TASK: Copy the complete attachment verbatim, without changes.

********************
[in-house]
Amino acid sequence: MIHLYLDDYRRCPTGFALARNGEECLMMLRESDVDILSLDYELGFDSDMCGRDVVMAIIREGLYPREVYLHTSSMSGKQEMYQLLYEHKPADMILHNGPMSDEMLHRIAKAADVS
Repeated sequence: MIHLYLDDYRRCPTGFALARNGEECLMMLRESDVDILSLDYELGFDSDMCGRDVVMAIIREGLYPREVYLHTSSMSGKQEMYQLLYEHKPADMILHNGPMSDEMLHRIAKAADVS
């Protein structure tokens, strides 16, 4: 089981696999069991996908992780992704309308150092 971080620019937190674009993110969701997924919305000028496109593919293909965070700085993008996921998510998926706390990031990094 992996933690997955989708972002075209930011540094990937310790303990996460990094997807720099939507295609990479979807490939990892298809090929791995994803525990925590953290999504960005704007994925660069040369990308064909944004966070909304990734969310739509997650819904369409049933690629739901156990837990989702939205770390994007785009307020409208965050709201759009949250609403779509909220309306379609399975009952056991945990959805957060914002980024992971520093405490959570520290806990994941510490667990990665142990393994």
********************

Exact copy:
[in-house]
Amino acid sequence: MIHLYLDDYRRCPTGFALARNGEECLMMLRESDVDILSLDYELGFDSDMCGRDVVMAIIREGLYPREVYLHTSSMSGKQEMYQLLYEHKPADMILHNGPMSDEMLHRIAKAADVS
Repeated sequence: MIHLYLDDYRRCPTGFALARNGEECLMMLRESDVDILSLDYELGFDSDMCGRDVVMAIIREGLYPREVYLHTSSMSGKQEMYQLLYEHKPADMILHNGPMSDEMLHRIAKAADVS
């Protein structure tokens, strides 16, 4: 089981696999069991996908992780992704309308150092 971080620019937190674009993110969701997924919305000028496109593919293909965070700085993008996921998510998926706390990031990094 992996933690997955989708972002075209930011540094990937310790303990996460990094997807720099939507295609990479979807490939990892298809090929791995994803525990925590953290999504960005704007994925660069040369990308064909944004966070909304990734969310739509997650819904369409049933690629739901156990837990989702939205770390994007785009307020409208965050709201759009949250609403779509909220309306379609399975009952056991945990959805957060914002980024992971520093405490959570520290806990994941510490667990990665142990393994």